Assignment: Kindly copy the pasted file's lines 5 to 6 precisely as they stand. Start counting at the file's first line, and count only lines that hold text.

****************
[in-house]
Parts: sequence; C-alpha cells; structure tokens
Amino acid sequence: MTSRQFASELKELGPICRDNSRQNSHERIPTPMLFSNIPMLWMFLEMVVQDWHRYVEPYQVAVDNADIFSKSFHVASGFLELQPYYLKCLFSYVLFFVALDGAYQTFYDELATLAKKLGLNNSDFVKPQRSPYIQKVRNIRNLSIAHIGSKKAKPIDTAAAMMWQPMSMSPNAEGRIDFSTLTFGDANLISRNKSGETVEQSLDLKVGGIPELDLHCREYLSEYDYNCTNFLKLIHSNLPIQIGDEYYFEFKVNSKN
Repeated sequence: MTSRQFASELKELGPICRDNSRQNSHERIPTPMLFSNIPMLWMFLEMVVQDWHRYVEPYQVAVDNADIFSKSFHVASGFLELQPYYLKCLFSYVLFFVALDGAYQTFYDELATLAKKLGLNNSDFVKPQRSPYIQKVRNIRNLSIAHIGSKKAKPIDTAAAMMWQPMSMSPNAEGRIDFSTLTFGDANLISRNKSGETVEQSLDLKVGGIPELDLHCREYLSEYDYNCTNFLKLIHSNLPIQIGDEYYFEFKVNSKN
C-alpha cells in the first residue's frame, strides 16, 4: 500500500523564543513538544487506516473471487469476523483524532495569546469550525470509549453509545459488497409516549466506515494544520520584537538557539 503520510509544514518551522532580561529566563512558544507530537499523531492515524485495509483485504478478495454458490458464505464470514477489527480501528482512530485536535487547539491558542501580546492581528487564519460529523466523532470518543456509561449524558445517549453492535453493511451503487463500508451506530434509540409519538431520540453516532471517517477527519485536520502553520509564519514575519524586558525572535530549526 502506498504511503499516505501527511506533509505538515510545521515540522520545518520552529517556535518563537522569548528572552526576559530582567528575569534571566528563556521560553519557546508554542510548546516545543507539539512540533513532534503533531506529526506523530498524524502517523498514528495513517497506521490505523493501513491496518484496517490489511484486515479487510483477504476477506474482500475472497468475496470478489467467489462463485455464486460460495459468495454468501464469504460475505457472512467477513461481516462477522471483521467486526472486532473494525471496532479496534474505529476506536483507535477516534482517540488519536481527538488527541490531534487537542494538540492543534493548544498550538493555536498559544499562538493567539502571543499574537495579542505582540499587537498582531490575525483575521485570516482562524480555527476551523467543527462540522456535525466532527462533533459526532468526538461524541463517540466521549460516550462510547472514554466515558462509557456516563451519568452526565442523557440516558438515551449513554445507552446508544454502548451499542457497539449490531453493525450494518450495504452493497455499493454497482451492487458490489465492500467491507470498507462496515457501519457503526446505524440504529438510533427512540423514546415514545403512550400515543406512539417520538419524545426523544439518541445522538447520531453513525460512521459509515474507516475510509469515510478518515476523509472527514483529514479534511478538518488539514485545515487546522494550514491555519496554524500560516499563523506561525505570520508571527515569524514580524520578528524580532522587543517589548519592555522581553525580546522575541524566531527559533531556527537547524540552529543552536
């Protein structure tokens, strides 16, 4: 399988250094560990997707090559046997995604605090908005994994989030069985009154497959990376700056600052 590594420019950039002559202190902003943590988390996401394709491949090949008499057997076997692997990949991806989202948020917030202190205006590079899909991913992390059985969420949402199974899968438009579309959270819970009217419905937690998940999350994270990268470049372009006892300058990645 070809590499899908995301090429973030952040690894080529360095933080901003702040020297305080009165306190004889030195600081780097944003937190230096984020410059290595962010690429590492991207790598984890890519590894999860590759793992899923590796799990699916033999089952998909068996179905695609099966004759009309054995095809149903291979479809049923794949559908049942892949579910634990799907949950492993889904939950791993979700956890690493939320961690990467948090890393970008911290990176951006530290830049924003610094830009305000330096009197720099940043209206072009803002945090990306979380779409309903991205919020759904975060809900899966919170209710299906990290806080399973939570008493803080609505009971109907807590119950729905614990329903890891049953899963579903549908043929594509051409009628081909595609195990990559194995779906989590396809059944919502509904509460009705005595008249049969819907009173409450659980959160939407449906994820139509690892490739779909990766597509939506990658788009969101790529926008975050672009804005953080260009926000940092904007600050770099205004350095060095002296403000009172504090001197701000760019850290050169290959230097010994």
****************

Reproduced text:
C-alpha cells in the first residue's frame, strides 16, 4: 500500500523564543513538544487506516473471487469476523483524532495569546469550525470509549453509545459488497409516549466506515494544520520584537538557539 503520510509544514518551522532580561529566563512558544507530537499523531492515524485495509483485504478478495454458490458464505464470514477489527480501528482512530485536535487547539491558542501580546492581528487564519460529523466523532470518543456509561449524558445517549453492535453493511451503487463500508451506530434509540409519538431520540453516532471517517477527519485536520502553520509564519514575519524586558525572535530549526 502506498504511503499516505501527511506533509505538515510545521515540522520545518520552529517556535518563537522569548528572552526576559530582567528575569534571566528563556521560553519557546508554542510548546516545543507539539512540533513532534503533531506529526506523530498524524502517523498514528495513517497506521490505523493501513491496518484496517490489511484486515479487510483477504476477506474482500475472497468475496470478489467467489462463485455464486460460495459468495454468501464469504460475505457472512467477513461481516462477522471483521467486526472486532473494525471496532479496534474505529476506536483507535477516534482517540488519536481527538488527541490531534487537542494538540492543534493548544498550538493555536498559544499562538493567539502571543499574537495579542505582540499587537498582531490575525483575521485570516482562524480555527476551523467543527462540522456535525466532527462533533459526532468526538461524541463517540466521549460516550462510547472514554466515558462509557456516563451519568452526565442523557440516558438515551449513554445507552446508544454502548451499542457497539449490531453493525450494518450495504452493497455499493454497482451492487458490489465492500467491507470498507462496515457501519457503526446505524440504529438510533427512540423514546415514545403512550400515543406512539417520538419524545426523544439518541445522538447520531453513525460512521459509515474507516475510509469515510478518515476523509472527514483529514479534511478538518488539514485545515487546522494550514491555519496554524500560516499563523506561525505570520508571527515569524514580524520578528524580532522587543517589548519592555522581553525580546522575541524566531527559533531556527537547524540552529543552536
């Protein structure tokens, strides 16, 4: 399988250094560990997707090559046997995604605090908005994994989030069985009154497959990376700056600052 590594420019950039002559202190902003943590988390996401394709491949090949008499057997076997692997990949991806989202948020917030202190205006590079899909991913992390059985969420949402199974899968438009579309959270819970009217419905937690998940999350994270990268470049372009006892300058990645 070809590499899908995301090429973030952040690894080529360095933080901003702040020297305080009165306190004889030195600081780097944003937190230096984020410059290595962010690429590492991207790598984890890519590894999860590759793992899923590796799990699916033999089952998909068996179905695609099966004759009309054995095809149903291979479809049923794949559908049942892949579910634990799907949950492993889904939950791993979700956890690493939320961690990467948090890393970008911290990176951006530290830049924003610094830009305000330096009197720099940043209206072009803002945090990306979380779409309903991205919020759904975060809900899966919170209710299906990290806080399973939570008493803080609505009971109907807590119950729905614990329903890891049953899963579903549908043929594509051409009628081909595609195990990559194995779906989590396809059944919502509904509460009705005595008249049969819907009173409450659980959160939407449906994820139509690892490739779909990766597509939506990658788009969101790529926008975050672009804005953080260009926000940092904007600050770099205004350095060095002296403000009172504090001197701000760019850290050169290959230097010994």